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“Hating” Lebron


Why I root against Lebron James to win a title – and it’s probably not the reason you’re thinking of.

@BreakTheHuddle (e-mail: BreakTheHuddle@gmail.com)

Before I was a big NBA fan, and merely a casual observer, I was like most other people (I suspect). I enjoyed Lebron James. I watched his highlights, and semi-pulled for him, given his back story. He was from Ohio, leading the Cleveland Cavaliers back into NBA relevance. It seemed like a great, feel-good sports story: The local boy makes it big for the hometown team. What wasn’t to like about the guy? His play on the court backed up the hype. He was marketable, fun-loving and a great basketball player.

Then came ‘The Decision’, the flight to Miami and a 180 degree turn on the public perception of the man. He went from hero to villain in a matter of 15 minutes by breaking a city’s heart on live television. Two years later, the fallout from his ill-advised appearance with Jim Gray has partially subsided, and in the middle of the NBA season, much of the animosity has cooled. The burner will be turned up again in the postseason.  Many people were delighted at the Heat’s collapse in the NBA Finals a season ago, myself included. But after reflecting on it, I discovered I hated him for the wrong reasons. In my mind, there is only one valid reason to root against Lebron James winning a title.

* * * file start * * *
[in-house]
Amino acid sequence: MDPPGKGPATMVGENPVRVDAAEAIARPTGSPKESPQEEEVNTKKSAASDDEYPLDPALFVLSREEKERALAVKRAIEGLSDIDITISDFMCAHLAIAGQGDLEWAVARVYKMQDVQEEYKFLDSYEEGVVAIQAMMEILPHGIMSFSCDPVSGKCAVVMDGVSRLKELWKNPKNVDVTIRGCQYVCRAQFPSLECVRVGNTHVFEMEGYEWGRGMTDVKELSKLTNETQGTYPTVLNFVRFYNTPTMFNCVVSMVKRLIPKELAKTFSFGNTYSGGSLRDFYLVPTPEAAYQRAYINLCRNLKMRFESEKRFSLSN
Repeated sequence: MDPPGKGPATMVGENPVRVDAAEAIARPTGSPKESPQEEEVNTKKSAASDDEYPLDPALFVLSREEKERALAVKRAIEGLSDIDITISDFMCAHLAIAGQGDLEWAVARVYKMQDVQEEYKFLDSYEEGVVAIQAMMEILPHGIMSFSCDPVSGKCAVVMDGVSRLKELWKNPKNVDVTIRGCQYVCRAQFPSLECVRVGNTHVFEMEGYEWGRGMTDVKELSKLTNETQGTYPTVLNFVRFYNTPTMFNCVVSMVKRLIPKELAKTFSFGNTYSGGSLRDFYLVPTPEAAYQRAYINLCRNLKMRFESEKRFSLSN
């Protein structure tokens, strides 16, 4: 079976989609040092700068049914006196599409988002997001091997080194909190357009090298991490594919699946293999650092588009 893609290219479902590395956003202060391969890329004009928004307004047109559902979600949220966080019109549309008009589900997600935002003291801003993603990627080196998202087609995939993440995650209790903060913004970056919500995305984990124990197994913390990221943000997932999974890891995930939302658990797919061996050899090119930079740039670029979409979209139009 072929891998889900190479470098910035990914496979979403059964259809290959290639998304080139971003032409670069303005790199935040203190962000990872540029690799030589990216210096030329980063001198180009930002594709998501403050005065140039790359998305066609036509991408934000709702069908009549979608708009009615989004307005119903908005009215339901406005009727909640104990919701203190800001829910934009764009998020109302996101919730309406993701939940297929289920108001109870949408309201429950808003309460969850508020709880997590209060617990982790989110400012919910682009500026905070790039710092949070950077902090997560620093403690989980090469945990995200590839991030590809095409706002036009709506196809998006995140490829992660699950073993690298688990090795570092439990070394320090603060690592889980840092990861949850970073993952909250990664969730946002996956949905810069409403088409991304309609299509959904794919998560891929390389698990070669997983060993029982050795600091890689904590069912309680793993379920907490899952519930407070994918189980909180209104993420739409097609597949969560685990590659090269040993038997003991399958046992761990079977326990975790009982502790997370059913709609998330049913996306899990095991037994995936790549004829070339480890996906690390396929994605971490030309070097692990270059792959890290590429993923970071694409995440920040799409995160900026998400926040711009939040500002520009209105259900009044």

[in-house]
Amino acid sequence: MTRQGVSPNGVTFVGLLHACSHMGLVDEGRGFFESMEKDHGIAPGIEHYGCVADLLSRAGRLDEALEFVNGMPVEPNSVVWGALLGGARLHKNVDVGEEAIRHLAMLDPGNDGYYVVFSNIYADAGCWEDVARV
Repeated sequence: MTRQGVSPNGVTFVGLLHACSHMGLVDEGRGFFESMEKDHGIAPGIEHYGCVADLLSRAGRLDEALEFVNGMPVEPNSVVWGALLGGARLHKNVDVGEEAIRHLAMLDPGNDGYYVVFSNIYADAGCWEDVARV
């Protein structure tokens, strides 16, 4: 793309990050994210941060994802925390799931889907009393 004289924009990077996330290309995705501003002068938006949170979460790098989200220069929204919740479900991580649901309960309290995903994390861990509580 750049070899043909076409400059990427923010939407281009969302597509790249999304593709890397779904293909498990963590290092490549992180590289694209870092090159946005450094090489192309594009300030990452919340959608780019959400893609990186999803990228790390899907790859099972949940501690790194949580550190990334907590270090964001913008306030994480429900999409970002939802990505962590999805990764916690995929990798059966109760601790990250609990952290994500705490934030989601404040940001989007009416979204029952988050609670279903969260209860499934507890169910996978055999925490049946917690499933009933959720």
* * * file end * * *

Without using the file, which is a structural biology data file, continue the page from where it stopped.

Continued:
First, here are the common reasons given for hating Lebron… which make no longer make any sense to me.

1. He betrayed Cleveland.